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How you can live rent-free

House-sitting, caretaking or 'workamping' can be a huge budget boost. Just think: No monthly housing costs.

By Donna_Freedman Jun 26, 2012 3:53PM

Image: House keys (© Comstock Select/Corbis)

If you had no rent or mortgage payment, what would that mean to your bottom line? Free accommodations are available if you're willing to watch someone else's property.

 

House-sitting tends to be a quick-hit job, but two other gigs -- caretaking and "workamping" -- can last for months or years at a time. Best-case scenario: You fall into a sweet spot such as spending 51 weeks a year at a multimillionaire's Colorado ski retreat or secluded Hawaiian getaway.

 

Where do you look for a job like that? (Post continues after video.)

An obvious way is through word of mouth. I've gotten house-sitting jobs in Los Angeles, Seattle and Anchorage just by letting friends know I'm available. For me, it's a cheap way to travel. Sometimes I get paid, and sometimes I do it in exchange for a free flop.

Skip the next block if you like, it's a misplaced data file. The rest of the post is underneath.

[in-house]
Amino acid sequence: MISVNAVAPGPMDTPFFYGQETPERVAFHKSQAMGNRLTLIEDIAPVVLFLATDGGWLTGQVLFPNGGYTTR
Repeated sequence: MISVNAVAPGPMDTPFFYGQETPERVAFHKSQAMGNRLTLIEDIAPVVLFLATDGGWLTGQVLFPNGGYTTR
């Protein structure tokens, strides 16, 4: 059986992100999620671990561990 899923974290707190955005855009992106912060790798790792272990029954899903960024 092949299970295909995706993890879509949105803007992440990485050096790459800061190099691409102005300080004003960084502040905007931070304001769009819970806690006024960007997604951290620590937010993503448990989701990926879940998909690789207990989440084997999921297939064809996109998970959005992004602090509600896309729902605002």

The most comprehensive sources I've seen, though, are The Caretaker Gazette, Workers on Wheels and Workamper News.

 

House-sitting websites exist, too. Keep in mind that these companies, like any other Internet site, may vanish without warning -- taking with them your subscription. By contrast, the three sources listed above have been publishing for 18 to 30 years and all three supplement their regular publications with daily or weekly job updates.

 

What you need to know

"Workamping" assumes you'll be working -- part or full time, paid or volunteer -- while living in an RV. Usually, that means free hookup and rent in a campground, but sometimes RVers are hired to care for private property.

 

"Caretaking" can mean full-time responsibility for a landscape and/or animals. It can also be as simple as living in a foreclosure or unsold property to keep away squatters and vandals.

 

"We are getting a lot more real-estate investors who are stuck with (homes) they can't sell," says Caretaker Gazette Publisher Gary Dunn. 


You'll need references, of course. Would you hand someone the keys to your place just because he sounded nice on the phone? Some options: a current or former employer, a clergy member or even your family physician are good bets.

Or how about a previous house-sitting client? Put out the word among friends and acquaintances, get written references and parlay those experiences into other gigs.

Get it in writing